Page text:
Class of 2011
On November 19, 201X, I sat across the desk from my college football coach, trying to find the words to explain to him the most difficult decision of my life. Despite several months of analysis and reflection, I could not help but wonder if what I was about to do was the right choice.
I have loved football since seven years old when I watched John Elway lead my beloved Denver Broncos to consecutive Super Bowl wins. Inspired, I spent much of my childhood and adolescence emulating my heroes, dreaming of one day leading my own team on the gridiron. My dreams of stardom were briefly interrupted by a move to Southeast Asia during my early teenage years. I recruited local children, who had never even seen a football, to practice and play games. After returning to the United States before my sophomore year of high school, I again began actively pursuing my dream of playing quarterback. As an undersized and inexperienced missionary kid, my prospects of even making the football team at a large Texas high school were bleak. Despite being at a significant disadvantage during my first season, I was named the starting quarterback of the lowly “gold” junior varsity team. By my senior year, I had overcome all odds through hard work and determination. I earned the starting position on the varsity team, was voted team captain and performed at a level that garnered All District and All State honors.
Less than three years after being advised by my high school head football coach that I would be lucky to even make the team, I signed a commitment letter to play quarterback for the Wheaton College Thunder football team. I dove into college football with the same work ethic and desire that had led to achievement in high school. By the time spring football rolled around, I had worked my way into the role of backup quarterback, with an inside track to the starting position once the incumbent starter graduated the following year.
Despite my rising role on the football team, a combination of subpar grades and dissatisfaction with my lack of academic achievement led me to step back and look at the “big picture” during the fall of 201X. My reflections yielded the sobering realization that because the NFL is no place for 5’11” Division III quarterbacks, and because the prospect of coaching or administrative work in sports did not interest me, the game of football simply held no future for me beyond my senior year of college. I realized that my grades and overall quality of education would play a role in the course of my adult life to an extent that football would not. To verify that my conclusions were correct, I consulted a wide range of sources, including family members, teammates, and professors. Several months of research and analysis culminated in my decision to take full advantage of the academic opportunities at Wheaton College through a renewed focus on my studies; something that a rigorous football schedule would not allow. In order to improve my grades and broaden my intellectual horizons, I elected to leave the game of football.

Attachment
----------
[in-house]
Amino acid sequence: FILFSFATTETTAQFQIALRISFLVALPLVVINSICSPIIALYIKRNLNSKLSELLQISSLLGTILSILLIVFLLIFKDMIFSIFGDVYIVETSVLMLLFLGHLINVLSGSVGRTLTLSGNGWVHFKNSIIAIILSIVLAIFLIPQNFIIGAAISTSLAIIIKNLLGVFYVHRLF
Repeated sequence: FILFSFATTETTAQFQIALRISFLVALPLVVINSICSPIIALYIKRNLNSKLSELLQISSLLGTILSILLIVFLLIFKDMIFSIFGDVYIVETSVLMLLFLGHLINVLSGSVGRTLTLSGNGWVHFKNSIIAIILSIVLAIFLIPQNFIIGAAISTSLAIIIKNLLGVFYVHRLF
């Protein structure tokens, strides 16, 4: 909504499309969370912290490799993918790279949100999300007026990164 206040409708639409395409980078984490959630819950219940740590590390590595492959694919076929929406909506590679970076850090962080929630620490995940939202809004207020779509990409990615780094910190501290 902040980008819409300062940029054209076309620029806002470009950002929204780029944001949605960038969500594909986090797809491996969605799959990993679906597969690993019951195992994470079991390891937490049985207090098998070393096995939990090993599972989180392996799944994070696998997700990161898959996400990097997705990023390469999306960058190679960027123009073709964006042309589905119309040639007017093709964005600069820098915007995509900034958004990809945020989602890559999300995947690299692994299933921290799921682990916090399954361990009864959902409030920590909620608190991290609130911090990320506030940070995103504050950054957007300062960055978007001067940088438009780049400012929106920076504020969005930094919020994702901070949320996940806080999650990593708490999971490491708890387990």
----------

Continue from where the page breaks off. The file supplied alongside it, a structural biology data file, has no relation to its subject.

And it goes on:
Beginning in the spring of 201Y, my grades demonstrate immediate, significant, and sustained improvement. My experiences with football have yielded several invaluable lessons that will directly enable me to succeed in law school and my future legal career.
The first lesson is about hard work. People see touchdowns. What they don’t see are the rigorous hours of preparation underlying each of these adrenaline-filled moments of glory. Whether perfecting timing with receivers on passing routes, running sprints after practice to ensure peak physical condition, or adhering to strict dietary regimens, hundreds of hours are dedicated to producing a single touchdown. My experiences taught me to relish hard work and perseverance. I know my success in law school and beyond is contingent upon my willingness to put in the unglamorous hours necessary to excel. I am committed to applying myself fully and enthusiastically in every way possible to ensure this.
Another lesson involves the discipline required when the crowd is screaming, my pulse is pounding, and the game is on the line. Down by three points with less than two minutes on the clock and more than half the field to the end zone, it is essential to keep a level head and execute each play efficiently. Discipline helps me to ignore the urge to make a deep throw, and instead fire a ten-yard completion. Discipline allows hard work to come to fruition when it counts. I know that my ability to remain disciplined amidst highly challenging and hectic circumstances will allow me to thrive in the demanding law school environment and legal world.
The third lesson is about critical thinking. My decision to stop playing football required critical evaluation of a variety of viewpoints. I evaluated each piece of advice based on how it impacted my goals of academic improvement and refocused studies. Because my analysis deemed football to be inconsistent with my new goals, I was able to make my decision with confidence. I know that my capacity to think critically will be invaluable to my legal education and career as I isolate relevant issues and evaluate the consequences of each. I have developed this ability in a real life, high stakes situation.
I still love the game of football, and stepping away from it was the hardest choice that I have ever made. My decision to stop playing was a major catalyst in my maturation and personal growth. I miss the competitive environment and teamwork of football, but I have found even greater satisfaction in the stimulation presented by academics, and I eagerly anticipate the challenge of law school and a career in law. Through football, I learned important lessons regarding hard work, discipline, and critical thinking that I will directly apply to my work as a lawyer. I am confident that I can succeed in the demanding and competitive legal world.